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Notes on video surveillance and the photographesomenon: an image-form in the future anterior

Winfried Pauleit


Video surveillance is an image-making machine. Its main function consists in a displacement of familiar panoptical surveillance strategies. In video surveillance, the panopticon, an architectural model for prison surveillance, establishes itself on the level of the technical image. The paradoxical thing about this image-making machine is that an imageless condition is considered as the guarantee of the idea of an "objective" security – in a society in which nothing can be said to exist without imagic representation. Anyone wanting to install video surveillance for security purposes will subsequently scarcely be able to be satisfied without images; and in the end it will be a matter of who can best appropriate these images.

The classic desire structure of video surveillance produces in police practice images of others: criminals, ethnic minorities, etc. Potential criminals are reified, corroborating the division of self and other. The crux is the splitting-off of parts of the personality, which, with the aid of the video apparatus and the authorities in charge of it, are transferred to other people and thus kept at a distance. In his film "Lost Highway" (USA 1996), David Lynch has portrayed a comparable splitting of the ego accompanied by a video recording, albeit under different circumstances. The main characters, Fred Madison and his wife Renee, are sent videotapes showing pictures from inside their own apartment. There is only one conclusion to be drawn: someone else must have been in there. The last videotape is received by Fred alone; it shows him murdering his own wife. Lynch inverts this process of "splitting": the split-off fear is returned to the individual (Fred) in a closed circuit, allowing the story to culminate in a vision of horror that shows the husband and the murderer shown on the videotape to be one and the same person.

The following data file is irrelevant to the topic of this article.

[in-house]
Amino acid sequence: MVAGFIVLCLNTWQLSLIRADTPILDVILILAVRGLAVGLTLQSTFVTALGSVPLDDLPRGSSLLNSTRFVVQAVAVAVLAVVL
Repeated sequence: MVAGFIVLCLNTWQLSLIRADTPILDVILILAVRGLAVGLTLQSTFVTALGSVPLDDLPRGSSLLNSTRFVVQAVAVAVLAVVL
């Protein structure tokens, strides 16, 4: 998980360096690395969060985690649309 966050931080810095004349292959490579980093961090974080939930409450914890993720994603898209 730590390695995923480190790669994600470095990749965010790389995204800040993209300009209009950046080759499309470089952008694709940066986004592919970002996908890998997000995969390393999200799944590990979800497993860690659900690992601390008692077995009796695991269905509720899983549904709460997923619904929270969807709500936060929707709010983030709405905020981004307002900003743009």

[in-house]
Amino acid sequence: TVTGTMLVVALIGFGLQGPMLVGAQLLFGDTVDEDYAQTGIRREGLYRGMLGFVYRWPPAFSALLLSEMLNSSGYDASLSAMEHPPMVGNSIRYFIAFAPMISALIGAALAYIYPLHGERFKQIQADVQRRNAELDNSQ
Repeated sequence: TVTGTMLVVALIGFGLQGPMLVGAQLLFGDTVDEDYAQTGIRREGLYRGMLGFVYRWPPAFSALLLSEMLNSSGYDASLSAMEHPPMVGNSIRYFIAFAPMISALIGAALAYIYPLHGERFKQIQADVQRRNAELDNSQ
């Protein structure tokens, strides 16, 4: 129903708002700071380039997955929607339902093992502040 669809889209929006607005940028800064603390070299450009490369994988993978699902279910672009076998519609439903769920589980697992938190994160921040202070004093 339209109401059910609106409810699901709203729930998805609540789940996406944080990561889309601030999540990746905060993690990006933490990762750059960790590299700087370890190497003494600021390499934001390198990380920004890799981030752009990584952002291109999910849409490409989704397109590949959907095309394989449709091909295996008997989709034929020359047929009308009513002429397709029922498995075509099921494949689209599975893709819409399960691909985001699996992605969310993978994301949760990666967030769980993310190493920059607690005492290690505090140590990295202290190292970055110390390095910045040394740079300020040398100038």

Visual artists have been discovering this potential since the end of the sixties. The audio piece will discuss the following aspects of videosurveillance:
Safety versus security; The photographesomenon: video surveillance as image-form Video surveillance and the visual arts; The works of Jamie Wagg; Differences in the cultural integration of video surveillance Video surveillance; and film studies Post-modern subjects.

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Winfried Pauleit

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Newcastle University, Newcastle upon Tyne, United Kingdom, NE1 7RU
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